5 Ways to Be Earthquake-Ready

Disaster preparedness is, literally, a matter of life and death. Protect yourself and your loved ones with this guide. By Diona Valdez

Major or not, experiencing natural calamities reminds us how little control we have over the unexpected yet inevitable. But it doesn’t mean we can’t take charge of our safety and minimize life-changing damages from these disasters. Here’s our earthquake-preparedness guide:

1. Watch out for potential hazards.

Do a visual inspection at home. Objects that may fall or shift when the ground shakes, particularly pesticides, flammable products, and breakable items—bottles, kitchenware, and décor—should be placed in closed cabinets with latches.

Secure overhead light fixtures with closed hooks. Fasten shelves to walls and put heavy items on lower levels. Minimize fire risks by repairing leaky gas connections and faulty electrical wiring. Hang picture frames and mirrors away from places where people sit.

2. Identify safe spots.

Scout for locations that can protect you from falling matter. Indoor areas such as under a sturdy table or desk are solid options.

Stay away from places where glass could break around and heavy furniture could fall over. When outdoors, avoid getting near buildings, trees, electrical lines, and lampposts.

3. Practice how to duck, cover, and hold on.

Organize drills at home to familiarize your loved ones with safety measures instead of panicking. As soon as an earthquake hits, duck down to the floor and use your arms to protect your head and neck. Take cover under sturdy furniture. Hold on to its posts and be ready to move with it until the shaking stops.

If you’re in a high-rise building and there are no tables around, move against a wall and don’t ride the elevator. Always be aware of your surroundings—never close your eyes.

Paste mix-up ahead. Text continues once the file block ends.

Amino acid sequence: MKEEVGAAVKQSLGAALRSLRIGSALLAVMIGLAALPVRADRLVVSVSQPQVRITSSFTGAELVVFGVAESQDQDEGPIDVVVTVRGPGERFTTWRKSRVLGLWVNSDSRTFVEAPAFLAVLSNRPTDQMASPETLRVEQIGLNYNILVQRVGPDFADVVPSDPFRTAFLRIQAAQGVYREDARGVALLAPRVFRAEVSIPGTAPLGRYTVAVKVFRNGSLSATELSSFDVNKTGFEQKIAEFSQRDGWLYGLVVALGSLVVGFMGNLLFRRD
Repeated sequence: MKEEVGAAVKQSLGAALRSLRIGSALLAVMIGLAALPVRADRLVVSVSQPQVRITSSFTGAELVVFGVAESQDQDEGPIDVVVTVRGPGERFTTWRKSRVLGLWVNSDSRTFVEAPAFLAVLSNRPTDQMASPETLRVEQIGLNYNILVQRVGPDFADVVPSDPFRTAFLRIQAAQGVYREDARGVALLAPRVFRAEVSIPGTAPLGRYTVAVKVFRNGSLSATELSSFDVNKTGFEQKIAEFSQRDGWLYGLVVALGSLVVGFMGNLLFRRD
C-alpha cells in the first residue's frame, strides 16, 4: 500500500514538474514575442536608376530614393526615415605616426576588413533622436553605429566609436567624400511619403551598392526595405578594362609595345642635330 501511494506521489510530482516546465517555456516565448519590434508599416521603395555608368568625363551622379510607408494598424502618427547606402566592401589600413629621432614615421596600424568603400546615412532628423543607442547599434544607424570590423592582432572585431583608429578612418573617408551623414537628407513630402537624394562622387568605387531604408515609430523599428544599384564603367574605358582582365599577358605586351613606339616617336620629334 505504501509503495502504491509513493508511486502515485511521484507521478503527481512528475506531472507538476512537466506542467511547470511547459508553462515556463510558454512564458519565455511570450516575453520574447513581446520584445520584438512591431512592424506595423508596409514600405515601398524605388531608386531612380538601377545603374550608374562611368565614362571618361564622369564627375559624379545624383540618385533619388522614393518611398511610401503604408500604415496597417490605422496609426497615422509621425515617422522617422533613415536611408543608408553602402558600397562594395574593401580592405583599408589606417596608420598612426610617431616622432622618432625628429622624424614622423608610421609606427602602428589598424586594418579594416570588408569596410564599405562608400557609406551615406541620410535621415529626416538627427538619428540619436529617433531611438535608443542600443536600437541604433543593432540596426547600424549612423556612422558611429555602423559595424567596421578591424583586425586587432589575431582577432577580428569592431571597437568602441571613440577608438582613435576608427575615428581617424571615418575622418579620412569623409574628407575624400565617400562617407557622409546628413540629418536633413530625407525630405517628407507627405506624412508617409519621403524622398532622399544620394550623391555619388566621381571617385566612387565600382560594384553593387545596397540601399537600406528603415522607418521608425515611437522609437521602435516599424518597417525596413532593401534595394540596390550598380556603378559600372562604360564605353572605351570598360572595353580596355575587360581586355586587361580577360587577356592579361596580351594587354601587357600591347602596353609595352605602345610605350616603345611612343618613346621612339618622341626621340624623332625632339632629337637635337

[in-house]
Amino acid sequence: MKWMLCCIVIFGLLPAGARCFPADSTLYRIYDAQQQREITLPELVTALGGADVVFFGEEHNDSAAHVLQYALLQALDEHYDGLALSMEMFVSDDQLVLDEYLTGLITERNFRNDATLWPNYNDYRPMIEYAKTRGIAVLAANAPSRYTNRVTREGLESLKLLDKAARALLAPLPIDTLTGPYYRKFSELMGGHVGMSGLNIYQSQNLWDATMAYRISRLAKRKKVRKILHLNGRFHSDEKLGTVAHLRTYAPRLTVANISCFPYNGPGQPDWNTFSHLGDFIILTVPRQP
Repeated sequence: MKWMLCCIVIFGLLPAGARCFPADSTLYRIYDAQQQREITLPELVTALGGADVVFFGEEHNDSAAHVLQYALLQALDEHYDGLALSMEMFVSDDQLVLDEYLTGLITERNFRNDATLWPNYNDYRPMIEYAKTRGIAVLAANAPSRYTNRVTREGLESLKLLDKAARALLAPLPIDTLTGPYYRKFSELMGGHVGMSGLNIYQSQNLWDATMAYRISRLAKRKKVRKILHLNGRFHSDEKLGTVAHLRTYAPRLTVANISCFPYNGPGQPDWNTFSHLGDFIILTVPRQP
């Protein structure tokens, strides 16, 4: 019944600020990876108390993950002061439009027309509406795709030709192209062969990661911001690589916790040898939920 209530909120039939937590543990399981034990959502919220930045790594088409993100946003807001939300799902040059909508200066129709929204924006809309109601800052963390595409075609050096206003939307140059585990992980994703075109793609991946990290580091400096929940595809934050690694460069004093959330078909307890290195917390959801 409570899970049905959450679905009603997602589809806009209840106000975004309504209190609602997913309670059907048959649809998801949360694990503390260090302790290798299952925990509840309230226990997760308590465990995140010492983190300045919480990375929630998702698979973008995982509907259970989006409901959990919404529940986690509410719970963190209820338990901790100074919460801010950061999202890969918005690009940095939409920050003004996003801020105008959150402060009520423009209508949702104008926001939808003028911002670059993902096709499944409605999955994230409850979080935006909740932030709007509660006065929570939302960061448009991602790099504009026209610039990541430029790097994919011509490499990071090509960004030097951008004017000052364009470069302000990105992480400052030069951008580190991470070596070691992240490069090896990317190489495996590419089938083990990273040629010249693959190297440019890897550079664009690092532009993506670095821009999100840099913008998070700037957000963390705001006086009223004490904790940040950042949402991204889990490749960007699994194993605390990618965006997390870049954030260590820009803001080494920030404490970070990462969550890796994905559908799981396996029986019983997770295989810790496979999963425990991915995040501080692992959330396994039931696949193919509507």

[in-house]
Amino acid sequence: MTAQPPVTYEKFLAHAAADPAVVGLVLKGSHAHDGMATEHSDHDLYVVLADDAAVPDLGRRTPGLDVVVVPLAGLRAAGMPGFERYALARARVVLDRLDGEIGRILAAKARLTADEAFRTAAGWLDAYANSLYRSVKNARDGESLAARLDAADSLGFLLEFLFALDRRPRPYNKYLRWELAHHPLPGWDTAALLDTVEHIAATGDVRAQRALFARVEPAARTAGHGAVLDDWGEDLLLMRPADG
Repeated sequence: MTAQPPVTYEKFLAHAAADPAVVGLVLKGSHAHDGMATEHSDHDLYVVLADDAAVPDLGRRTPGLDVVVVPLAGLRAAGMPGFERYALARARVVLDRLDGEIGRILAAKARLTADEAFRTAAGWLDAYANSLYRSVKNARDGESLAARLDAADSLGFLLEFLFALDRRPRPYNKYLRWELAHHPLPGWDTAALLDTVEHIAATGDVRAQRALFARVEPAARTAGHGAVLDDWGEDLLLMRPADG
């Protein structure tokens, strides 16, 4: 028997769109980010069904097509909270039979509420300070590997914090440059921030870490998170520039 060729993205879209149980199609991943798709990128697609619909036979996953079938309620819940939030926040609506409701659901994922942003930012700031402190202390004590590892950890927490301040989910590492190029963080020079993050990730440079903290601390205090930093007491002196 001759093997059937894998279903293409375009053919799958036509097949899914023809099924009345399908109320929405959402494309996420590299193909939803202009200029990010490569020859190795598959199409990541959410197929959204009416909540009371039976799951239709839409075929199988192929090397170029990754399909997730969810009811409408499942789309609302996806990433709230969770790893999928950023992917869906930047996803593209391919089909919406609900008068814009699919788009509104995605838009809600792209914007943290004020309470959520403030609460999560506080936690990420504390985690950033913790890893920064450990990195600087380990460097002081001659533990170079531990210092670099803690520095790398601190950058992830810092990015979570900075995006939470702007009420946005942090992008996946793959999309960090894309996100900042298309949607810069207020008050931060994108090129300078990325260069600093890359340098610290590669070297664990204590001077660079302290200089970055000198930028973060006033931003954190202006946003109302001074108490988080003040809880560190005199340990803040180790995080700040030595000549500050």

4. Prepare an emergency kit that you can grab easily.

Having supplies on hand will help you survive post-calamity. After an earthquake, access to basic necessities like water, food, and electricity might not be available for up to a week. Pack enough water and food to last for at least 72 hours. A flashlight, extra batteries, medicines, cash, a fully-charged power bank, and first-aid items should also be included. In the event of a catastrophe, make sure the kit is easily accessible so keep it where you spend most of your time every day.

5. Work out an emergency communication plan.

Consider the possibility that your family might get separated from each other during a disaster. Devise a plan for reuniting with them after an earthquake. Power might be out, so it’s best not to rely on mobile phones and other gadgets.

Assign an out-of-city relative or friend to be your emergency contact. Make sure the whole family knows this person’s full name, address, and contact number.

Also, take note of government-designated evacuation centers where you can find shelter in case major roads are impassable.

A good plan is your solid foundation toward earthquake preparedness. Choose a home designed to resist major calamities and lessen potential losses. Carefully assess if it has passed structural standards and has safeguards in place to guarantee peace of mind for you and your loved ones amid any natural disaster.